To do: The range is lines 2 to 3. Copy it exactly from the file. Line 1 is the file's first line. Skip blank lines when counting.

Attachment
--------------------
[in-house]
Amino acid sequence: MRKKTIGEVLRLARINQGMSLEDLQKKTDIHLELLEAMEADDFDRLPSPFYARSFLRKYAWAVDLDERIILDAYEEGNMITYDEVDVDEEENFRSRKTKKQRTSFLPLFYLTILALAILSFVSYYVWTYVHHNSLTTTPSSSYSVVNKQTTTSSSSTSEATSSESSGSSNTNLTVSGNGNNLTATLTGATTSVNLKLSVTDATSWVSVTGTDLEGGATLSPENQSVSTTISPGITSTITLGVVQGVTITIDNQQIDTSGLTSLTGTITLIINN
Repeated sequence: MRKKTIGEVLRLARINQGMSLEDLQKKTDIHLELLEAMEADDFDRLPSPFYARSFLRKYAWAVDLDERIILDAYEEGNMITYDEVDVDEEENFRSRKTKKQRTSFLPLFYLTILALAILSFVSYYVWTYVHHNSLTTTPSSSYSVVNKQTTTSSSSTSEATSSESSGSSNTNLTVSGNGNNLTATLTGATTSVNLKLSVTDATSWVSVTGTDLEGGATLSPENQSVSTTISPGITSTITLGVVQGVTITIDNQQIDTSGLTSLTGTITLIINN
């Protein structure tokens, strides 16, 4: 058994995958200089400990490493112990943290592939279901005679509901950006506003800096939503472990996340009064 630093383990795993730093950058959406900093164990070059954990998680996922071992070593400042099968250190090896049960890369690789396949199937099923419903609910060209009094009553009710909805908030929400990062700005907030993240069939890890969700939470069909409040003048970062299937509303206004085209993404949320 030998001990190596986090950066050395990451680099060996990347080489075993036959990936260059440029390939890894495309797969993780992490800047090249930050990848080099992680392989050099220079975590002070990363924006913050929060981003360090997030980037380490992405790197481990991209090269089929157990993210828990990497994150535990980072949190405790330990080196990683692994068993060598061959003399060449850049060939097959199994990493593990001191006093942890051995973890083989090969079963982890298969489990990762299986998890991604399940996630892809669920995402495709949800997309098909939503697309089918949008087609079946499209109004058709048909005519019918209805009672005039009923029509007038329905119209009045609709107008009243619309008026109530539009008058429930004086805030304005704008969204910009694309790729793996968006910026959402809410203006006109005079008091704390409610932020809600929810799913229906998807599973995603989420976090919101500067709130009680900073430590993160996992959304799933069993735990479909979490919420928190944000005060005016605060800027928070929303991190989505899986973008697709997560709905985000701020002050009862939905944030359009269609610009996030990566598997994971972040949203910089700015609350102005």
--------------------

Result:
Amino acid sequence: MRKKTIGEVLRLARINQGMSLEDLQKKTDIHLELLEAMEADDFDRLPSPFYARSFLRKYAWAVDLDERIILDAYEEGNMITYDEVDVDEEENFRSRKTKKQRTSFLPLFYLTILALAILSFVSYYVWTYVHHNSLTTTPSSSYSVVNKQTTTSSSSTSEATSSESSGSSNTNLTVSGNGNNLTATLTGATTSVNLKLSVTDATSWVSVTGTDLEGGATLSPENQSVSTTISPGITSTITLGVVQGVTITIDNQQIDTSGLTSLTGTITLIINN
Repeated sequence: MRKKTIGEVLRLARINQGMSLEDLQKKTDIHLELLEAMEADDFDRLPSPFYARSFLRKYAWAVDLDERIILDAYEEGNMITYDEVDVDEEENFRSRKTKKQRTSFLPLFYLTILALAILSFVSYYVWTYVHHNSLTTTPSSSYSVVNKQTTTSSSSTSEATSSESSGSSNTNLTVSGNGNNLTATLTGATTSVNLKLSVTDATSWVSVTGTDLEGGATLSPENQSVSTTISPGITSTITLGVVQGVTITIDNQQIDTSGLTSLTGTITLIINN